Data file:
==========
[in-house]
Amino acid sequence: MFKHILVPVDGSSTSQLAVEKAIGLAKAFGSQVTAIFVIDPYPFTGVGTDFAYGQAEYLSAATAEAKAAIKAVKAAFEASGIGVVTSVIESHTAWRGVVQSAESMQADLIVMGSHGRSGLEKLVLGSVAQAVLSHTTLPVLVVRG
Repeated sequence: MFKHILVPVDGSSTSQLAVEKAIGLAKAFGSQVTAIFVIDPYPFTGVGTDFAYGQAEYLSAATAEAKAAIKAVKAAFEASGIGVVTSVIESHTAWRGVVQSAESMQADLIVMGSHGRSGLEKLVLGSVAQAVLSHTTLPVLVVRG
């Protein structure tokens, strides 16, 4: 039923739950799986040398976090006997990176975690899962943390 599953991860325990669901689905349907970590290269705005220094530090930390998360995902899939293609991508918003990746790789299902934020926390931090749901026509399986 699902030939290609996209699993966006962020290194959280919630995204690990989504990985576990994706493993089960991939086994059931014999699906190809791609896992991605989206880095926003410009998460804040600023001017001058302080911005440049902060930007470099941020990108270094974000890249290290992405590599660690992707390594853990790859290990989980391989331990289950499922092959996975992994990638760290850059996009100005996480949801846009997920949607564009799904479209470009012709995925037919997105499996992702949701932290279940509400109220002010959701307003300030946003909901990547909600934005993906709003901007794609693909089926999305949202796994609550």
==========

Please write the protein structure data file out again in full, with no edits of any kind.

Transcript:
[in-house]
Amino acid sequence: MFKHILVPVDGSSTSQLAVEKAIGLAKAFGSQVTAIFVIDPYPFTGVGTDFAYGQAEYLSAATAEAKAAIKAVKAAFEASGIGVVTSVIESHTAWRGVVQSAESMQADLIVMGSHGRSGLEKLVLGSVAQAVLSHTTLPVLVVRG
Repeated sequence: MFKHILVPVDGSSTSQLAVEKAIGLAKAFGSQVTAIFVIDPYPFTGVGTDFAYGQAEYLSAATAEAKAAIKAVKAAFEASGIGVVTSVIESHTAWRGVVQSAESMQADLIVMGSHGRSGLEKLVLGSVAQAVLSHTTLPVLVVRG
């Protein structure tokens, strides 16, 4: 039923739950799986040398976090006997990176975690899962943390 599953991860325990669901689905349907970590290269705005220094530090930390998360995902899939293609991508918003990746790789299902934020926390931090749901026509399986 699902030939290609996209699993966006962020290194959280919630995204690990989504990985576990994706493993089960991939086994059931014999699906190809791609896992991605989206880095926003410009998460804040600023001017001058302080911005440049902060930007470099941020990108270094974000890249290290992405590599660690992707390594853990790859290990989980391989331990289950499922092959996975992994990638760290850059996009100005996480949801846009997920949607564009799904479209470009012709995925037919997105499996992702949701932290279940509400109220002010959701307003300030946003909901990547909600934005993906709003901007794609693909089926999305949202796994609550």